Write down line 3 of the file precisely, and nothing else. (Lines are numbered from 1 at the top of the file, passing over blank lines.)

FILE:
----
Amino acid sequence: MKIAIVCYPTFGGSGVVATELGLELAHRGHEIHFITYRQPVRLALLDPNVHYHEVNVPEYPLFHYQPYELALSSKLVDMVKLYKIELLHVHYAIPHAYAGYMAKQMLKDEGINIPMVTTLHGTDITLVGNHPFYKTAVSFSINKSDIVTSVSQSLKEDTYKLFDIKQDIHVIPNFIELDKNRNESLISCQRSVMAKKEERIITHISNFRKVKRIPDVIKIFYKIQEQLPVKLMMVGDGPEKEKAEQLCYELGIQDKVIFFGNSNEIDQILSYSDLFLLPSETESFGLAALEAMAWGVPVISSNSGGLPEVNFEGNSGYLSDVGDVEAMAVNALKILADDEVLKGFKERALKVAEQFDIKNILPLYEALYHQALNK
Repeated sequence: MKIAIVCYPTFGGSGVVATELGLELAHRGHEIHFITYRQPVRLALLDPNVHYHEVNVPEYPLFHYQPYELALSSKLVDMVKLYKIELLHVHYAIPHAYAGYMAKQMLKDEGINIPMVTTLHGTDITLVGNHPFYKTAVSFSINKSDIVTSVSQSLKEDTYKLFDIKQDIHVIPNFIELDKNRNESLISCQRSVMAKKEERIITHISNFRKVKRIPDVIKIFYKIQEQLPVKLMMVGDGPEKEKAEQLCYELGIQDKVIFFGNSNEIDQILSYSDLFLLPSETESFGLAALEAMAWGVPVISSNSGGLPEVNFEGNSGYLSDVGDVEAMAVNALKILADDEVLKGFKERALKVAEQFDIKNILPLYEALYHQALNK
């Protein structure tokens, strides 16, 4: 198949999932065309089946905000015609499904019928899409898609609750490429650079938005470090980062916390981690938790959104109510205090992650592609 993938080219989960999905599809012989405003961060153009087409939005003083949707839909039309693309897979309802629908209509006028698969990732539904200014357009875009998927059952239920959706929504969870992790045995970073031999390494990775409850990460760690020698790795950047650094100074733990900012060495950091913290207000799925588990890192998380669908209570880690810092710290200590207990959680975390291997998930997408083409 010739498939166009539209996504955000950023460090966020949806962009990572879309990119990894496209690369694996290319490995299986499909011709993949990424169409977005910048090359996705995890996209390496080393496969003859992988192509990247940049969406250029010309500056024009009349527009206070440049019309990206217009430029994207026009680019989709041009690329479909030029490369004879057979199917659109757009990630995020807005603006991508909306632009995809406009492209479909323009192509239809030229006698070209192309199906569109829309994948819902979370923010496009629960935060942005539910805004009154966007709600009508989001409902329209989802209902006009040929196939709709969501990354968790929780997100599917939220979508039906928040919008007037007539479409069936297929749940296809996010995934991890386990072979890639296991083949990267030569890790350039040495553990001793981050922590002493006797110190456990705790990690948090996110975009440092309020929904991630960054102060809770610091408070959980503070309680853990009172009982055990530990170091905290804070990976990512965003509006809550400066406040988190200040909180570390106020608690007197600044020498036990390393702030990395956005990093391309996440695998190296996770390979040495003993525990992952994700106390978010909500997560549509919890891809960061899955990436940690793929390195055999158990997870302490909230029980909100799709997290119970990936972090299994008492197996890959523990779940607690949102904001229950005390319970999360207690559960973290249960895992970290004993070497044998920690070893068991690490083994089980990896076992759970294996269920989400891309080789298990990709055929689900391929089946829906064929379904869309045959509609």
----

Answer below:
């Protein structure tokens, strides 16, 4: 198949999932065309089946905000015609499904019928899409898609609750490429650079938005470090980062916390981690938790959104109510205090992650592609 993938080219989960999905599809012989405003961060153009087409939005003083949707839909039309693309897979309802629908209509006028698969990732539904200014357009875009998927059952239920959706929504969870992790045995970073031999390494990775409850990460760690020698790795950047650094100074733990900012060495950091913290207000799925588990890192998380669908209570880690810092710290200590207990959680975390291997998930997408083409 010739498939166009539209996504955000950023460090966020949806962009990572879309990119990894496209690369694996290319490995299986499909011709993949990424169409977005910048090359996705995890996209390496080393496969003859992988192509990247940049969406250029010309500056024009009349527009206070440049019309990206217009430029994207026009680019989709041009690329479909030029490369004879057979199917659109757009990630995020807005603006991508909306632009995809406009492209479909323009192509239809030229006698070209192309199906569109829309994948819902979370923010496009629960935060942005539910805004009154966007709600009508989001409902329209989802209902006009040929196939709709969501990354968790929780997100599917939220979508039906928040919008007037007539479409069936297929749940296809996010995934991890386990072979890639296991083949990267030569890790350039040495553990001793981050922590002493006797110190456990705790990690948090996110975009440092309020929904991630960054102060809770610091408070959980503070309680853990009172009982055990530990170091905290804070990976990512965003509006809550400066406040988190200040909180570390106020608690007197600044020498036990390393702030990395956005990093391309996440695998190296996770390979040495003993525990992952994700106390978010909500997560549509919890891809960061899955990436940690793929390195055999158990997870302490909230029980909100799709997290119970990936972090299994008492197996890959523990779940607690949102904001229950005390319970999360207690559960973290249960895992970290004993070497044998920690070893068991690490083994089980990896076992759970294996269920989400891309080789298990990709055929689900391929089946829906064929379904869309045959509609």